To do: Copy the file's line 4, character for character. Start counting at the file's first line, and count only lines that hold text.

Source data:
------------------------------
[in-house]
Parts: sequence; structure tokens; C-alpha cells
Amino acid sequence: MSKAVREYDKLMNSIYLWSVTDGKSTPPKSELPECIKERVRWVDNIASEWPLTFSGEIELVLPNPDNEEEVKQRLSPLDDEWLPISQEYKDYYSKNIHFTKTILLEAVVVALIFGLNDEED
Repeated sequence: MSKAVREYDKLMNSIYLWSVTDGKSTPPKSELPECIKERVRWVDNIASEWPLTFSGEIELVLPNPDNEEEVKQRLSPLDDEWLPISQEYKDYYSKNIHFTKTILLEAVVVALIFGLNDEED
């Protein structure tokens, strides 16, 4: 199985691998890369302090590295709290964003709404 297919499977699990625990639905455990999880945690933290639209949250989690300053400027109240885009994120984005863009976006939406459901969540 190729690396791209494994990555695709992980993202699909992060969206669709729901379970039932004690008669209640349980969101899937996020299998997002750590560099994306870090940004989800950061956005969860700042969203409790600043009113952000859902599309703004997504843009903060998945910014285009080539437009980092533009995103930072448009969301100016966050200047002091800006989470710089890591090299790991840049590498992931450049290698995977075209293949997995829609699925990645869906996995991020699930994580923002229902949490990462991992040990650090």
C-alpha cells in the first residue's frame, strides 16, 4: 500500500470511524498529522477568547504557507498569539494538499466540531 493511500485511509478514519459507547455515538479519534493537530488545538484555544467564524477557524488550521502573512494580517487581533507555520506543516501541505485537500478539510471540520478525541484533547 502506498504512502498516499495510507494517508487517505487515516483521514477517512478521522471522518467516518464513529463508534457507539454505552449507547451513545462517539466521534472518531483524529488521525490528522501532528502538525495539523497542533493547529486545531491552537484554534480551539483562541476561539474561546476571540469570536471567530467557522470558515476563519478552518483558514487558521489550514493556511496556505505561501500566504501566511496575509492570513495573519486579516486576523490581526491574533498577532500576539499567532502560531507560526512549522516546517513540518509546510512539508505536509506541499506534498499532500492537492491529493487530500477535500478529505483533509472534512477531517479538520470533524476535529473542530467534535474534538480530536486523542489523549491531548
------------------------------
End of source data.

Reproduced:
Repeated sequence: MSKAVREYDKLMNSIYLWSVTDGKSTPPKSELPECIKERVRWVDNIASEWPLTFSGEIELVLPNPDNEEEVKQRLSPLDDEWLPISQEYKDYYSKNIHFTKTILLEAVVVALIFGLNDEED